People & Places

The Hastings City Art Gallery is undergoing something of a renaissance

Article by Home Magazine

Hastings City Art Gallery might not have had the attention of its Napier neighbour but this 1970s, honeycomb building is now being celebrated inside and out

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The Hastings City Art Gallery is undergoing something of a renaissance

Most people who visit Napier quickly fall under its spell. It has a new art museum, notable eateries and shouty art deco. Drive 20 minutes south away from the coast to the small city of Hastings, though, and you’ll notice a quiet but steady stream of happenings.

Art studios, galleries and shops are popping up in the inner city. Amongst all that, Hastings City Art Gallery is a gem of a public gallery; it’s architecturally sharp and offers an exciting and vital programme.

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In recent years, a string of directors, including Margaret Cranwell, Maree Mills, Kath Purchas and Toni MacKinnon, has got the gallery humming. Ex-Auckland Museum, MacKinnon has been director for the last two years.

“We have an ambitious team working to build community interest because getting people excited about what we do is half the battle,” she says. “We’ve spent the last 12 months returning the gallery as much as we can to the original building and working with architect Nicholas Stevens to develop a permanent and elegant solution to the cavernous main gallery.” Working with existing architectural features, the old retail space will become a community workshop, seminar and classroom space.

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That’s on top of previous work by Jacob Scott – artist, educator and son of the renowned architect John Scott – who in 2008 devised the off-white, burnt red and black exterior scheme, which riffs on a classic tukutuku panel colour scheme.

Designed by Natusch, Wilcox & Co in 1970, the gallery employs a honeycomb of octagonal units. It’s an imaginative and satisfying building that has a playful 70s vibe in the way of Roger Walker, Peter Beavan, or early Miles Warren. The interior is like a hybrid of domestic spaces mashed with industrial ones, trusses exposed and whitewashed into harmony. Art looks great in them.

The main gallery is the biggest un-poled space in the Southern Hemisphere, says MacKinnon, and is an arrangement of triangular ceiling panels that support the honeycomb shaped configuration of the floorplan.

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The gallery’s inaugural exhibition in 1975 was a group show of the New Zealand Society of Potters, curated and designed by the highly respected local anagama kiln potters Bruce and Estelle Martin. The pottery and their own Japanese-inspired work was striking in the new gallery, with its moulded walls and porthole windows.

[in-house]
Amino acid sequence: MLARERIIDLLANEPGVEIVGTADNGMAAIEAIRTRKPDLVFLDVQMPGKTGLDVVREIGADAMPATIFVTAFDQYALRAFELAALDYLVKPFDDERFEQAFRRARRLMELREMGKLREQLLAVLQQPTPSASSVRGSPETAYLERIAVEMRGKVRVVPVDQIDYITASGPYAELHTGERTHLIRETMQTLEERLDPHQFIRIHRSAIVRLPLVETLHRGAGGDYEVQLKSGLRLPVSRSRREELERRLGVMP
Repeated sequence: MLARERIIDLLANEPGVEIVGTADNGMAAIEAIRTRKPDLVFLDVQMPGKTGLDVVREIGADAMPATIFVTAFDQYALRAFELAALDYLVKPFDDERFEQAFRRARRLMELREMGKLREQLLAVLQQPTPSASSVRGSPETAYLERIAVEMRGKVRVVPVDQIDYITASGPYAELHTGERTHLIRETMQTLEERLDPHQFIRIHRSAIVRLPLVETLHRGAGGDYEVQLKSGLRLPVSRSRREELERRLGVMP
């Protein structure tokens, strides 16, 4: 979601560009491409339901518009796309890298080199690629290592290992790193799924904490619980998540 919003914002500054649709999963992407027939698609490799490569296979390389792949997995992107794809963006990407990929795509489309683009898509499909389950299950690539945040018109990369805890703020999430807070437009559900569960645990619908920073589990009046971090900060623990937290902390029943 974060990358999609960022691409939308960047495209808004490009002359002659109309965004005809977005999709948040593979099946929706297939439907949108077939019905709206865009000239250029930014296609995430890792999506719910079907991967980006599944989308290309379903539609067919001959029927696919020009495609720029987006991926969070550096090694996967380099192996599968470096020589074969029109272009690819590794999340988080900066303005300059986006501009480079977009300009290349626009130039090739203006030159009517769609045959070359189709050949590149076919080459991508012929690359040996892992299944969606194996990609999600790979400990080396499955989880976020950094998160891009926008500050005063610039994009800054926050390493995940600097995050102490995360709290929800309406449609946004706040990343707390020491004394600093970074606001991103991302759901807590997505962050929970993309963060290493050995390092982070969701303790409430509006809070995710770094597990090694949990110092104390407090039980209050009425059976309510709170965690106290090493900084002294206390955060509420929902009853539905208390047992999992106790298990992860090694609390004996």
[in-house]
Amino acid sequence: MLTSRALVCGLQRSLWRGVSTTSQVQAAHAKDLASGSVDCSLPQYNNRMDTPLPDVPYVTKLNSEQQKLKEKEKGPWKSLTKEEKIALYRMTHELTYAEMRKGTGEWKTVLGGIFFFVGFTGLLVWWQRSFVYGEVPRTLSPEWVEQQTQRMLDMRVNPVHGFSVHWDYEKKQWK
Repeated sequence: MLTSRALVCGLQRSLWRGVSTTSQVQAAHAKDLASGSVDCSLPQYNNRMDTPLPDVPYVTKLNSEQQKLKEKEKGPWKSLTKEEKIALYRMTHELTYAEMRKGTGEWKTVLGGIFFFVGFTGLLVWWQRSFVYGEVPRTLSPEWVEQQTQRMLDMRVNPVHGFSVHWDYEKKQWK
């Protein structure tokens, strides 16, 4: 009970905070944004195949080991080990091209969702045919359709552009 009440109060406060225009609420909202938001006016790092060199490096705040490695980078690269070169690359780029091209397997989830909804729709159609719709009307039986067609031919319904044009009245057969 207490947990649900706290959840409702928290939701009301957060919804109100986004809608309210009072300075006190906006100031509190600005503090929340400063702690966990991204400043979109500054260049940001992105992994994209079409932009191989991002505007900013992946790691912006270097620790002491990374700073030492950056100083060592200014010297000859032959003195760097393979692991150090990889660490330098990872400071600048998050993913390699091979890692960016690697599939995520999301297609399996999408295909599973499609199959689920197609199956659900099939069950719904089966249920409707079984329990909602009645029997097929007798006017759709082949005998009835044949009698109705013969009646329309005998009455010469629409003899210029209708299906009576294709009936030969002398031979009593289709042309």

Today, the cluster of interconnected spaces of various sizes works well for different kinds of exhibitions. Importantly, it’s humanistic and non-intimidating “Everything about it screams people,” says MacKinnon. “It’s a building with its arms wide open.”

In front of the gallery, the Civic Square offers a rich cultural ensemble and is well-utilised by the community. At a recent workshop, John Reynolds led a large bunch of children around the forecourt, chanting happily and protesting in the name of art. Standing guard nearby is the striking ‘Nga Pou o Heretaunga’, which was unveiled in 2013.

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These elaborate works were crafted by highly skilled carvers over a period of 10 months. Each pou represents an ancestor, each facing their marae, offering something powerful to the space and the community.

Perpendicular to the gallery is the War Memorial Library, which opened in the late 1950s. In the Hall of Memories foyer is an epic and heart-breaking mural by Peter McIntyre. It depicts a scene from World War II – wounded men on a beach, with explosions happening in the background. Its scale and subject matter make it a haunting work. The two bas-reliefs on the exterior of the building were also designed by McIntyre.

A passionate and active director, MacKinnon says they can afford to be very front-facing and all about the community: “Being a temporary exhibition space gives us huge freedom to be nimble and responsive.” Recently, Danish-Icelandic artist Olafur Eliasson’s work ‘The Cubic Structural Evolution Project’ was installed in the gallery foyer. The work, which includes thousands of pieces of white Lego, encourages everyone to be an architect and the gallery was packed with people of all ages and cultures going hell-for-leather with those tiny white blocks.

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MacKinnon is immensely proud of the gallery’s free entry: it helps them grow numbers and expand their ambition. “We know that to make the gallery work for community in the region, it needs to be a significant player on the national art scene, which is where our focus is at the moment,” she says. “We’re putting together new and interesting shows that add to the country’s cultural production and art story and, in the long run, will draw attention to the gallery from around the country and overseas.”

Words by: Deborah Smith. Photography by: Mark Smith.

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